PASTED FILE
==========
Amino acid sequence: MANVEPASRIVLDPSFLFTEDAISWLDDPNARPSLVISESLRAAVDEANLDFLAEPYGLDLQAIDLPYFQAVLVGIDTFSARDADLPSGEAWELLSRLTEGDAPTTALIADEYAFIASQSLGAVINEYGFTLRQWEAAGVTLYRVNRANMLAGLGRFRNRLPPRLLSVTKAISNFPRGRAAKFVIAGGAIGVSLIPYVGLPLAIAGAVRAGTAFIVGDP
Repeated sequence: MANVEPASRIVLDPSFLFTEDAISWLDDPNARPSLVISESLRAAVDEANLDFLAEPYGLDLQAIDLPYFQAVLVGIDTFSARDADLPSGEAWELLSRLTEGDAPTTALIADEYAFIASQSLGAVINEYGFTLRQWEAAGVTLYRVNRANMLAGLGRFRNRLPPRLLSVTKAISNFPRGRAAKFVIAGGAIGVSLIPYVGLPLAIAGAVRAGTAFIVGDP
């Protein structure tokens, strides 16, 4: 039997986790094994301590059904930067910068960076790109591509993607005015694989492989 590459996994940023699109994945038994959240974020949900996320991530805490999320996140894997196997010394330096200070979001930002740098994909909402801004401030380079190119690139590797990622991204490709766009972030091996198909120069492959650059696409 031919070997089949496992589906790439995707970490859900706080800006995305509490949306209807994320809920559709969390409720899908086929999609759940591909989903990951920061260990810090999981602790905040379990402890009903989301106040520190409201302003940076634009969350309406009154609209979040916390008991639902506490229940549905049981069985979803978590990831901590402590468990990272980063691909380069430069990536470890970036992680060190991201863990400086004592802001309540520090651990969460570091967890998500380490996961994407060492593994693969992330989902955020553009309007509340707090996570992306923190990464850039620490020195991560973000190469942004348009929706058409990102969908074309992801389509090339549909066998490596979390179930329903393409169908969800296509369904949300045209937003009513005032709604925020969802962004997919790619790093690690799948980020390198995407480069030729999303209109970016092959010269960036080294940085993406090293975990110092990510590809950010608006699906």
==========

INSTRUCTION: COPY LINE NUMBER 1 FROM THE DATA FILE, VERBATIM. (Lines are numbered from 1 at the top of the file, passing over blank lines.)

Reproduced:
Amino acid sequence: MANVEPASRIVLDPSFLFTEDAISWLDDPNARPSLVISESLRAAVDEANLDFLAEPYGLDLQAIDLPYFQAVLVGIDTFSARDADLPSGEAWELLSRLTEGDAPTTALIADEYAFIASQSLGAVINEYGFTLRQWEAAGVTLYRVNRANMLAGLGRFRNRLPPRLLSVTKAISNFPRGRAAKFVIAGGAIGVSLIPYVGLPLAIAGAVRAGTAFIVGDP